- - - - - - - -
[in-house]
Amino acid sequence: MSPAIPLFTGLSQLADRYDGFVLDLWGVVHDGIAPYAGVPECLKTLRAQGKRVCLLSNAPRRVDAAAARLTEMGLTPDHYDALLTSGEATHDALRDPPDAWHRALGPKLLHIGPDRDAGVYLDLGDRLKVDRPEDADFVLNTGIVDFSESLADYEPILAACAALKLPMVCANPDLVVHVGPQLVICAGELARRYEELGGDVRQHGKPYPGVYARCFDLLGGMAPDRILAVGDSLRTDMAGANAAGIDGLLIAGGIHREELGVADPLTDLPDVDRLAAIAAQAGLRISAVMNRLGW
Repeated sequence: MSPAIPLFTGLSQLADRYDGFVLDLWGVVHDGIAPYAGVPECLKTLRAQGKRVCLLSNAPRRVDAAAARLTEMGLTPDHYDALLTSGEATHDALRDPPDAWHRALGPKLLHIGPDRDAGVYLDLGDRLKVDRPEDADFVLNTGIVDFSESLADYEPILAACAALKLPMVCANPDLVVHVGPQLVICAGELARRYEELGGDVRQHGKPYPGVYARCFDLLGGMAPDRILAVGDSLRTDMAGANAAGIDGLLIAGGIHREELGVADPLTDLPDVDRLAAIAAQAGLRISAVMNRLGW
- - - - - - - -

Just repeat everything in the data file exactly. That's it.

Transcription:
[in-house]
Amino acid sequence: MSPAIPLFTGLSQLADRYDGFVLDLWGVVHDGIAPYAGVPECLKTLRAQGKRVCLLSNAPRRVDAAAARLTEMGLTPDHYDALLTSGEATHDALRDPPDAWHRALGPKLLHIGPDRDAGVYLDLGDRLKVDRPEDADFVLNTGIVDFSESLADYEPILAACAALKLPMVCANPDLVVHVGPQLVICAGELARRYEELGGDVRQHGKPYPGVYARCFDLLGGMAPDRILAVGDSLRTDMAGANAAGIDGLLIAGGIHREELGVADPLTDLPDVDRLAAIAAQAGLRISAVMNRLGW
Repeated sequence: MSPAIPLFTGLSQLADRYDGFVLDLWGVVHDGIAPYAGVPECLKTLRAQGKRVCLLSNAPRRVDAAAARLTEMGLTPDHYDALLTSGEATHDALRDPPDAWHRALGPKLLHIGPDRDAGVYLDLGDRLKVDRPEDADFVLNTGIVDFSESLADYEPILAACAALKLPMVCANPDLVVHVGPQLVICAGELARRYEELGGDVRQHGKPYPGVYARCFDLLGGMAPDRILAVGDSLRTDMAGANAAGIDGLLIAGGIHREELGVADPLTDLPDVDRLAAIAAQAGLRISAVMNRLGW